Ed Hannigan’s pencils are dreadful. At times it’s hard to tell Bruce Wayne from Alfred. Wayne himself seems to change body size from page to page. One character appears with a receding hairline in one panel and what seems to be a mohawk in the next. Not a good start to what was hyped as an event.

Acclaimed writer Grant Morrison and equally acclaimed artist Klaus Janson couldn’t do much better with the second arc, “Gothic.” What could best be described as a cross between NIGHTMARE ON ELM STREET and FAUST, “Gothic” presents yet another seamy chapter heretofore unknown to Bat-fans: Bruce Wayne attended a boys’ school and barely avoided being molested and murdered by the school’s dean, Mr. Winchester. When local mob bosses catch wind of the atrocities, they chop Winchester into little pieces and dump him in the river. Now, “many years later” Mr. Winchester reappears as Mr. Whisper (his origin relates how he made a deal with the devil three hundred years before), offing the mob bosses one by one and vowing to finish the job he never completed on “little Brucie.”

Though the familiar story elements and inconsistent art weaken the story, there is a wickedly sadistic vein that runs throughout the arc that made me stop and reread lines at times. In the opening chapter, a captive drugrunner, tortured by the mob, begs for the life of his wife and daughter. “Forget them. Your wife and kid are working for us now.” chortles a thug gleefully, “Movie stars. You understand.” Too bad the entire story isn’t that powerful. Alfred continues his sarcastic and unrealistic (in the same way that Arnold Schwartzenneger’s one-liners are unrealistic) exchanges with Bruce Wayne (at one point, Batman remarks to Alfred “Tonight I met the man who’s been murdering Gotham’s gang bosses. It was my old school headmaster, Mr. Winchester. To which the butler replies: “What an interesting education you must have had.”). What we’re left with is a Batman who exclaims “My God” several times and a supernatural second-rate Joker. The foremost impression I’m left with after reading the first two arcs is that if Alfred were my butler, I’d have put him six feet under by now.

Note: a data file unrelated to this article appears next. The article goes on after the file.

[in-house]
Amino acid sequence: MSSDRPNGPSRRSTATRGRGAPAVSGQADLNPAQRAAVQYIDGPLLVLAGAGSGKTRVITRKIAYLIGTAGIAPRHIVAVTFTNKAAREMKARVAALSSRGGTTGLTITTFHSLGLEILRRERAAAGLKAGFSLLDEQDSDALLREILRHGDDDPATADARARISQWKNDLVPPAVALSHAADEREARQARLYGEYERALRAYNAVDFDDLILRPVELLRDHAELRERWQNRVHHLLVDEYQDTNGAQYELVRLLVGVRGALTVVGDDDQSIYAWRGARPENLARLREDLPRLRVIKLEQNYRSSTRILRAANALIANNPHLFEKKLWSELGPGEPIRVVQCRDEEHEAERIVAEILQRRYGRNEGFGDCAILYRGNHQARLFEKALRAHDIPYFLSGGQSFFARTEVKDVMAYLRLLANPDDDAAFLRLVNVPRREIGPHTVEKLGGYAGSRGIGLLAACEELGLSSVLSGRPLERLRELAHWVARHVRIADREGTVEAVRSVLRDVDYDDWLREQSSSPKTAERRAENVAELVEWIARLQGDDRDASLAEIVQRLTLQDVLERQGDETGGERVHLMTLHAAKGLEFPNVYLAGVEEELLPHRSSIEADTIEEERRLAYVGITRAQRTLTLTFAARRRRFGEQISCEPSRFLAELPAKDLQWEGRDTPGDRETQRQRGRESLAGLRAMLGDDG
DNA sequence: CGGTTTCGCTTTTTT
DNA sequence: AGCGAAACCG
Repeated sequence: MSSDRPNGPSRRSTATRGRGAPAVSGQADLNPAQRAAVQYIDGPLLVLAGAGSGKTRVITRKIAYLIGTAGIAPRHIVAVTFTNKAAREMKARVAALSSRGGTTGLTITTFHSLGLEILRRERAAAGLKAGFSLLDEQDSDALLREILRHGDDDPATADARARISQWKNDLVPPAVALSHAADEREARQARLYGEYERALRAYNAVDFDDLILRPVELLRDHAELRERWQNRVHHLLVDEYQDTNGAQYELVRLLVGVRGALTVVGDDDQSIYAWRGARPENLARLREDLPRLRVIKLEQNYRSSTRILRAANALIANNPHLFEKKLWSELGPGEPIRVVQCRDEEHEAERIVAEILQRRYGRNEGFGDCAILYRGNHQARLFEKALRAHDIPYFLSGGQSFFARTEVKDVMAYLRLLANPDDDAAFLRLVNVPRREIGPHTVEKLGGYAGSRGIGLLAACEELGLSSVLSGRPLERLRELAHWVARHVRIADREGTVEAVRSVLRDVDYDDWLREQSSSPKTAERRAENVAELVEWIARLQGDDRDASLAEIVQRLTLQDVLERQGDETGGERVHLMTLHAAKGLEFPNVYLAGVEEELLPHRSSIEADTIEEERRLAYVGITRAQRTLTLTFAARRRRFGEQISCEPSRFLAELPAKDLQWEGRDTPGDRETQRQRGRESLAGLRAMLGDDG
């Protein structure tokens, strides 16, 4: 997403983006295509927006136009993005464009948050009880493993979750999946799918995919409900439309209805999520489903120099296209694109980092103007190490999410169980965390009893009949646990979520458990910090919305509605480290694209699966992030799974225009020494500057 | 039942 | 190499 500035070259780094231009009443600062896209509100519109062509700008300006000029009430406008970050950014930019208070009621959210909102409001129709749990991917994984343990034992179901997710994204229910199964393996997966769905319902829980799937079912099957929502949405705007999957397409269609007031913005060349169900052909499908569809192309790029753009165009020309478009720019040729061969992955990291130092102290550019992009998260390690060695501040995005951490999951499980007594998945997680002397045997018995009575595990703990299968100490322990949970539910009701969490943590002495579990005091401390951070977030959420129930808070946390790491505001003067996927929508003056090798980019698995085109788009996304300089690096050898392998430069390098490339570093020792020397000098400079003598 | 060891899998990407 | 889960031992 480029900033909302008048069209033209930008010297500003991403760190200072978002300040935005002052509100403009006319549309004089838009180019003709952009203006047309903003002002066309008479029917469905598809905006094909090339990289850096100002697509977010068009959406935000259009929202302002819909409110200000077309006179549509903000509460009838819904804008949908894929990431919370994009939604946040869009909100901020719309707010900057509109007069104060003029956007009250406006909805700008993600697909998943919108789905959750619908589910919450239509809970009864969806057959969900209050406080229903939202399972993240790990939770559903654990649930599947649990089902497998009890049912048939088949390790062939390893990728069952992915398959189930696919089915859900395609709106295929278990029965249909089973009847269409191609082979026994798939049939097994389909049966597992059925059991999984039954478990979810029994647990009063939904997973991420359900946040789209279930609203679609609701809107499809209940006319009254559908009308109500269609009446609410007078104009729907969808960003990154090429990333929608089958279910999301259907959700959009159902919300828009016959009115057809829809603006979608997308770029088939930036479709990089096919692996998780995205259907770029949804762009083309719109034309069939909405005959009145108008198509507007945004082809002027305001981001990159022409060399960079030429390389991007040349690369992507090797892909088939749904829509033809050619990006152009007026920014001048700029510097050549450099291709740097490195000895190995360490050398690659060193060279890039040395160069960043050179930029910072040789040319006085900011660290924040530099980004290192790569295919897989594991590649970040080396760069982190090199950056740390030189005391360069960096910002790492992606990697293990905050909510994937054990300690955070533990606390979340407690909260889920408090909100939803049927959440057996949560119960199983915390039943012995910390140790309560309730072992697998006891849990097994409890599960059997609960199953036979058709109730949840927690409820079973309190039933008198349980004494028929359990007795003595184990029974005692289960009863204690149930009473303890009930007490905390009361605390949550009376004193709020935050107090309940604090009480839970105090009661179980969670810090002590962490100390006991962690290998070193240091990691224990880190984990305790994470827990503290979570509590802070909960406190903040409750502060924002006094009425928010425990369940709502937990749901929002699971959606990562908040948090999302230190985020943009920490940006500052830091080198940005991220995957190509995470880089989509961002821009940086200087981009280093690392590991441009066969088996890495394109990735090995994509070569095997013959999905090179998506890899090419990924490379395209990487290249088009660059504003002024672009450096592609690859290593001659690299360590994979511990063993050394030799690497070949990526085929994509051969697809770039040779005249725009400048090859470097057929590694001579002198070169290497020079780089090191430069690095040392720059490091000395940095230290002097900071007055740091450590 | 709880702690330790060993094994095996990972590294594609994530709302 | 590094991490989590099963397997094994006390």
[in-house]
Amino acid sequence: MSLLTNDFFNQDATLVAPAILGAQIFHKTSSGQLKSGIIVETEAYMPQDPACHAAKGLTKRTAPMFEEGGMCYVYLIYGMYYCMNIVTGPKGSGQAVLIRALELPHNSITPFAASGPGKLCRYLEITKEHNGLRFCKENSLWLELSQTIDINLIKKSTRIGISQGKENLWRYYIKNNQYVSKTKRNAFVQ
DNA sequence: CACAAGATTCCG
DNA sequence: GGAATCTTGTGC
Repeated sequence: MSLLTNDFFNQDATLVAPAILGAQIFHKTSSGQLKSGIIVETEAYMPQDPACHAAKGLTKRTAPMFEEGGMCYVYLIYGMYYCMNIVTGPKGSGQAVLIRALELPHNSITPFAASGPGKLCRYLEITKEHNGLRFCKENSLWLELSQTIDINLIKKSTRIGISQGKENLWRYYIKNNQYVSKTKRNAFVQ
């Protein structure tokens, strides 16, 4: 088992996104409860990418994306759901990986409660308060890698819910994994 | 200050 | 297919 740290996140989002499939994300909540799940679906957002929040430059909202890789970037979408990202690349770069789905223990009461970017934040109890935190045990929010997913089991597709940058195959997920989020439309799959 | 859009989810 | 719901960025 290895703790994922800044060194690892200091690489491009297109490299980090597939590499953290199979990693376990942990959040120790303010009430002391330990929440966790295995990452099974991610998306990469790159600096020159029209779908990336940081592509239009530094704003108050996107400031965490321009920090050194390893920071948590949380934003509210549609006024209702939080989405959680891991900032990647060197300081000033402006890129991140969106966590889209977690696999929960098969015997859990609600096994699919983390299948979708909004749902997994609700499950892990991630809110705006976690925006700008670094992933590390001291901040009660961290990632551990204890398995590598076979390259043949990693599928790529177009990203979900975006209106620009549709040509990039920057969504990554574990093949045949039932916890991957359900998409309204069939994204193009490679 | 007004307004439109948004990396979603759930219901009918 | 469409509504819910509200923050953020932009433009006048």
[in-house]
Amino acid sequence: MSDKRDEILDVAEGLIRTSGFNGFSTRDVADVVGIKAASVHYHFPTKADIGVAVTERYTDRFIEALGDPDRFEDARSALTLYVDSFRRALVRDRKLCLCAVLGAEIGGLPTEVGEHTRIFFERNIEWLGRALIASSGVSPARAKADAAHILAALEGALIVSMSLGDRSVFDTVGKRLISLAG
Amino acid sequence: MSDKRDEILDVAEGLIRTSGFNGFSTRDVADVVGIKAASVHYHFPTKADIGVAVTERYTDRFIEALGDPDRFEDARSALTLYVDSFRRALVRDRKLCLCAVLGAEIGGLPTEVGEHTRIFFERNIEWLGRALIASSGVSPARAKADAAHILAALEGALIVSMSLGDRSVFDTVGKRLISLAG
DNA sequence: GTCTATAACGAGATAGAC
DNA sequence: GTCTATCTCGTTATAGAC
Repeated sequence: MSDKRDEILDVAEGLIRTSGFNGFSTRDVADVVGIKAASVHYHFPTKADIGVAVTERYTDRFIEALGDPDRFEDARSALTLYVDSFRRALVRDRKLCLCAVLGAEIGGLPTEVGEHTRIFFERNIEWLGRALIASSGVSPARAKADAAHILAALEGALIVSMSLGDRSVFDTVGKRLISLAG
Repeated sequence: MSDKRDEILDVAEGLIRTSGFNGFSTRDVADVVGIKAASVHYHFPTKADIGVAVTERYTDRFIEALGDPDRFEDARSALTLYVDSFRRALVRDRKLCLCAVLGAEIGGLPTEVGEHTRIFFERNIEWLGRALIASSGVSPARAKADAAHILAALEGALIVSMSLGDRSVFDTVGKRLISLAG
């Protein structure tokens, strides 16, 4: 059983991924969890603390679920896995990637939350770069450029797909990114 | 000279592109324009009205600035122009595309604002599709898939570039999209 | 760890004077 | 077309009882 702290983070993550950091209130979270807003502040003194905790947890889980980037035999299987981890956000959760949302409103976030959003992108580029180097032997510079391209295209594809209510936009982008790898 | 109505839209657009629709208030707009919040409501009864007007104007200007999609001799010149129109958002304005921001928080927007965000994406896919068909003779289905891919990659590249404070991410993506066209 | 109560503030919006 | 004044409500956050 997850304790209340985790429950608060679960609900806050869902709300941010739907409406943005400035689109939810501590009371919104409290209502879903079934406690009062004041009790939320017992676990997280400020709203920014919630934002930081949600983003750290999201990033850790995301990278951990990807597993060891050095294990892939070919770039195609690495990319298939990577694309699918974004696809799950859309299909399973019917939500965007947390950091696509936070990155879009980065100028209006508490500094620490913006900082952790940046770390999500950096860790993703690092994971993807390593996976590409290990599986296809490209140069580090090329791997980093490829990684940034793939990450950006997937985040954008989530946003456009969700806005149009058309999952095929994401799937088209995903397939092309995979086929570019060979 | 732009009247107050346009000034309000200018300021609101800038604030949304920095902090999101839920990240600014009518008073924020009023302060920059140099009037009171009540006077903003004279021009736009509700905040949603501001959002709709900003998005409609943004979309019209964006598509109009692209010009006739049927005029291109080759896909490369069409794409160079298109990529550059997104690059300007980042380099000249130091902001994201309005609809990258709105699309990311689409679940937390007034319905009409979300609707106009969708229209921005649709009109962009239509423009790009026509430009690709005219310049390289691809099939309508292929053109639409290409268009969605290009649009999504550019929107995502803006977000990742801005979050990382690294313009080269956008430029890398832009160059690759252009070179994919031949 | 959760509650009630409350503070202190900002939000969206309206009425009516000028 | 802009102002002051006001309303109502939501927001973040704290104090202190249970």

1 comment:

John Scoleri said...

As I recall, this was one of the several hundred new Batman titles released in the wake of Tim Burton's Bat-mania in 1989. Like everyone else collecting comics at that time, I bought all four(?) color variations of the first issue. I didn't particularly enjoy any of the stories I read, and your reviews seem to support my otherwise failing memory. Was there ever anything worth reading, or even looking at, in this title?

Oh, and in my opinion, the only thing Klaus Janson should be acclaimed for is worsening any pencils he had the responsibility to have inked. His style, if you want to call it that, should be called 'muddy mess.'